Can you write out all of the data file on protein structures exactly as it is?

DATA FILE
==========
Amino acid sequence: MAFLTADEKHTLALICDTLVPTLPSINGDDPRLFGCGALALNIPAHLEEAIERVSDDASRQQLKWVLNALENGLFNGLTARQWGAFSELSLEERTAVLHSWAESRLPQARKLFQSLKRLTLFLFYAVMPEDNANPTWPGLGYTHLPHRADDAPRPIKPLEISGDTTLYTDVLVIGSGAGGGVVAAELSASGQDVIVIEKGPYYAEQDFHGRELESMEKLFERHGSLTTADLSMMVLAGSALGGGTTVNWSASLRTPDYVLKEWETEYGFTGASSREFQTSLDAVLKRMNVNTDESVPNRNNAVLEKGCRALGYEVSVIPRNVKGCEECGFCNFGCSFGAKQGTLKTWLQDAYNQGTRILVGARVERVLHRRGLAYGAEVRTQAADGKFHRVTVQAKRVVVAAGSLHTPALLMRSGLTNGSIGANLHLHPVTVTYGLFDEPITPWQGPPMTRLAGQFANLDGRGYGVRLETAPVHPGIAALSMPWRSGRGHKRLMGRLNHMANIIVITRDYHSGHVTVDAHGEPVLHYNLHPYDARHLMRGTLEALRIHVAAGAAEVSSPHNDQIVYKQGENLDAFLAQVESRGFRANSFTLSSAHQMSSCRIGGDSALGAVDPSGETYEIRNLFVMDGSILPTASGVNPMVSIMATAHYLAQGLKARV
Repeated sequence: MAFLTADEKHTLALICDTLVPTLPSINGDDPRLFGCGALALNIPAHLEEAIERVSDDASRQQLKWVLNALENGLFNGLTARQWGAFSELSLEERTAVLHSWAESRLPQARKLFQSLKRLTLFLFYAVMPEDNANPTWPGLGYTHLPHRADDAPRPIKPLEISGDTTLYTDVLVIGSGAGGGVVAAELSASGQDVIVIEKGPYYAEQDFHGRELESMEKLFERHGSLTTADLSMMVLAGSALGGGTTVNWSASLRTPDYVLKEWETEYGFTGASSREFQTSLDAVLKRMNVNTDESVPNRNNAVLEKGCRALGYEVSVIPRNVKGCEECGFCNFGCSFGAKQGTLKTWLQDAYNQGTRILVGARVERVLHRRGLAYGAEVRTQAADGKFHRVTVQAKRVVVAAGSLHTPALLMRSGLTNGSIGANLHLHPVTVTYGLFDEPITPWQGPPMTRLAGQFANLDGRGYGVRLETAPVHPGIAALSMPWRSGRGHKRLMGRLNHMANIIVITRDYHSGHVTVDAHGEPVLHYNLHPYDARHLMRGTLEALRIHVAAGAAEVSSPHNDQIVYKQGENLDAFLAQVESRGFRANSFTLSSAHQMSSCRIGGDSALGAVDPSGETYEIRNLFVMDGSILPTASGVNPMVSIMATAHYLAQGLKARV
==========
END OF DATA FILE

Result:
Amino acid sequence: MAFLTADEKHTLALICDTLVPTLPSINGDDPRLFGCGALALNIPAHLEEAIERVSDDASRQQLKWVLNALENGLFNGLTARQWGAFSELSLEERTAVLHSWAESRLPQARKLFQSLKRLTLFLFYAVMPEDNANPTWPGLGYTHLPHRADDAPRPIKPLEISGDTTLYTDVLVIGSGAGGGVVAAELSASGQDVIVIEKGPYYAEQDFHGRELESMEKLFERHGSLTTADLSMMVLAGSALGGGTTVNWSASLRTPDYVLKEWETEYGFTGASSREFQTSLDAVLKRMNVNTDESVPNRNNAVLEKGCRALGYEVSVIPRNVKGCEECGFCNFGCSFGAKQGTLKTWLQDAYNQGTRILVGARVERVLHRRGLAYGAEVRTQAADGKFHRVTVQAKRVVVAAGSLHTPALLMRSGLTNGSIGANLHLHPVTVTYGLFDEPITPWQGPPMTRLAGQFANLDGRGYGVRLETAPVHPGIAALSMPWRSGRGHKRLMGRLNHMANIIVITRDYHSGHVTVDAHGEPVLHYNLHPYDARHLMRGTLEALRIHVAAGAAEVSSPHNDQIVYKQGENLDAFLAQVESRGFRANSFTLSSAHQMSSCRIGGDSALGAVDPSGETYEIRNLFVMDGSILPTASGVNPMVSIMATAHYLAQGLKARV
Repeated sequence: MAFLTADEKHTLALICDTLVPTLPSINGDDPRLFGCGALALNIPAHLEEAIERVSDDASRQQLKWVLNALENGLFNGLTARQWGAFSELSLEERTAVLHSWAESRLPQARKLFQSLKRLTLFLFYAVMPEDNANPTWPGLGYTHLPHRADDAPRPIKPLEISGDTTLYTDVLVIGSGAGGGVVAAELSASGQDVIVIEKGPYYAEQDFHGRELESMEKLFERHGSLTTADLSMMVLAGSALGGGTTVNWSASLRTPDYVLKEWETEYGFTGASSREFQTSLDAVLKRMNVNTDESVPNRNNAVLEKGCRALGYEVSVIPRNVKGCEECGFCNFGCSFGAKQGTLKTWLQDAYNQGTRILVGARVERVLHRRGLAYGAEVRTQAADGKFHRVTVQAKRVVVAAGSLHTPALLMRSGLTNGSIGANLHLHPVTVTYGLFDEPITPWQGPPMTRLAGQFANLDGRGYGVRLETAPVHPGIAALSMPWRSGRGHKRLMGRLNHMANIIVITRDYHSGHVTVDAHGEPVLHYNLHPYDARHLMRGTLEALRIHVAAGAAEVSSPHNDQIVYKQGENLDAFLAQVESRGFRANSFTLSSAHQMSSCRIGGDSALGAVDPSGETYEIRNLFVMDGSILPTASGVNPMVSIMATAHYLAQGLKARV